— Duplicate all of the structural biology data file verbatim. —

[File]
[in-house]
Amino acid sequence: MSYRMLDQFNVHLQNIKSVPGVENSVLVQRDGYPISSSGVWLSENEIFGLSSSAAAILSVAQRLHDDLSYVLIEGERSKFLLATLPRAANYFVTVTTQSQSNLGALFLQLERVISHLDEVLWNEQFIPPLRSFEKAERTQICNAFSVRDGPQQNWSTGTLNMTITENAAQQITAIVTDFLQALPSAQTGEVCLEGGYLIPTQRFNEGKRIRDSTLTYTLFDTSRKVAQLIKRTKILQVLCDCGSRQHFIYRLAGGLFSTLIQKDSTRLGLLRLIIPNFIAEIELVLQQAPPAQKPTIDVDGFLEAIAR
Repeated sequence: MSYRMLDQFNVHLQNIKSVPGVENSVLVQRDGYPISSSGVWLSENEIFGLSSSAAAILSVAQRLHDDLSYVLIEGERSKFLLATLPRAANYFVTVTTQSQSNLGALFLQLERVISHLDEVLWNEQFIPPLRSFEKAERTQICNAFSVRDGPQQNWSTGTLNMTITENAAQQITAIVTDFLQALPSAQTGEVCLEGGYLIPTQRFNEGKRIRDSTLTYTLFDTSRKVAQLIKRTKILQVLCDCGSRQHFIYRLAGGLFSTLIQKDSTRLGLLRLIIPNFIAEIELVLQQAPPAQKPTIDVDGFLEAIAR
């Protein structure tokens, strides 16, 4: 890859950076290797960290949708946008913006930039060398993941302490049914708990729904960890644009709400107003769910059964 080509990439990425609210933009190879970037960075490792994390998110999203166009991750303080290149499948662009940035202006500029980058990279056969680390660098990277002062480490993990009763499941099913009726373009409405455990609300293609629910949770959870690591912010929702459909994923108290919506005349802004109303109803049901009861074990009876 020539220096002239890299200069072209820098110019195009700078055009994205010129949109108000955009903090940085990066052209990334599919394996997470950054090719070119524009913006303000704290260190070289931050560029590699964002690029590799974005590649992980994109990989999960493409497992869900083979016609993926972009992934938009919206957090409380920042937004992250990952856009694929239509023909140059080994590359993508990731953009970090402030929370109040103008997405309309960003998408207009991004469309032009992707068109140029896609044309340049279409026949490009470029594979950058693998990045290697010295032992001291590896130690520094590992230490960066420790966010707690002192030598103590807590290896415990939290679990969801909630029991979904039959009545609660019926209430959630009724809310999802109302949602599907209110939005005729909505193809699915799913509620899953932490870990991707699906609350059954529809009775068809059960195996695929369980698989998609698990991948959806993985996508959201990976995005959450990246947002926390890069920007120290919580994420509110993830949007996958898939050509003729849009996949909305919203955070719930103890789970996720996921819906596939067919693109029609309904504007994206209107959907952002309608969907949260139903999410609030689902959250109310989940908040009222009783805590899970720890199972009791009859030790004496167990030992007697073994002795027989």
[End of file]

[in-house]
Amino acid sequence: MSYRMLDQFNVHLQNIKSVPGVENSVLVQRDGYPISSSGVWLSENEIFGLSSSAAAILSVAQRLHDDLSYVLIEGERSKFLLATLPRAANYFVTVTTQSQSNLGALFLQLERVISHLDEVLWNEQFIPPLRSFEKAERTQICNAFSVRDGPQQNWSTGTLNMTITENAAQQITAIVTDFLQALPSAQTGEVCLEGGYLIPTQRFNEGKRIRDSTLTYTLFDTSRKVAQLIKRTKILQVLCDCGSRQHFIYRLAGGLFSTLIQKDSTRLGLLRLIIPNFIAEIELVLQQAPPAQKPTIDVDGFLEAIAR
Repeated sequence: MSYRMLDQFNVHLQNIKSVPGVENSVLVQRDGYPISSSGVWLSENEIFGLSSSAAAILSVAQRLHDDLSYVLIEGERSKFLLATLPRAANYFVTVTTQSQSNLGALFLQLERVISHLDEVLWNEQFIPPLRSFEKAERTQICNAFSVRDGPQQNWSTGTLNMTITENAAQQITAIVTDFLQALPSAQTGEVCLEGGYLIPTQRFNEGKRIRDSTLTYTLFDTSRKVAQLIKRTKILQVLCDCGSRQHFIYRLAGGLFSTLIQKDSTRLGLLRLIIPNFIAEIELVLQQAPPAQKPTIDVDGFLEAIAR
């Protein structure tokens, strides 16, 4: 890859950076290797960290949708946008913006930039060398993941302490049914708990729904960890644009709400107003769910059964 080509990439990425609210933009190879970037960075490792994390998110999203166009991750303080290149499948662009940035202006500029980058990279056969680390660098990277002062480490993990009763499941099913009726373009409405455990609300293609629910949770959870690591912010929702459909994923108290919506005349802004109303109803049901009861074990009876 020539220096002239890299200069072209820098110019195009700078055009994205010129949109108000955009903090940085990066052209990334599919394996997470950054090719070119524009913006303000704290260190070289931050560029590699964002690029590799974005590649992980994109990989999960493409497992869900083979016609993926972009992934938009919206957090409380920042937004992250990952856009694929239509023909140059080994590359993508990731953009970090402030929370109040103008997405309309960003998408207009991004469309032009992707068109140029896609044309340049279409026949490009470029594979950058693998990045290697010295032992001291590896130690520094590992230490960066420790966010707690002192030598103590807590290896415990939290679990969801909630029991979904039959009545609660019926209430959630009724809310999802109302949602599907209110939005005729909505193809699915799913509620899953932490870990991707699906609350059954529809009775068809059960195996695929369980698989998609698990991948959806993985996508959201990976995005959450990246947002926390890069920007120290919580994420509110993830949007996958898939050509003729849009996949909305919203955070719930103890789970996720996921819906596939067919693109029609309904504007994206209107959907952002309608969907949260139903999410609030689902959250109310989940908040009222009783805590899970720890199972009791009859030790004496167990030992007697073994002795027989």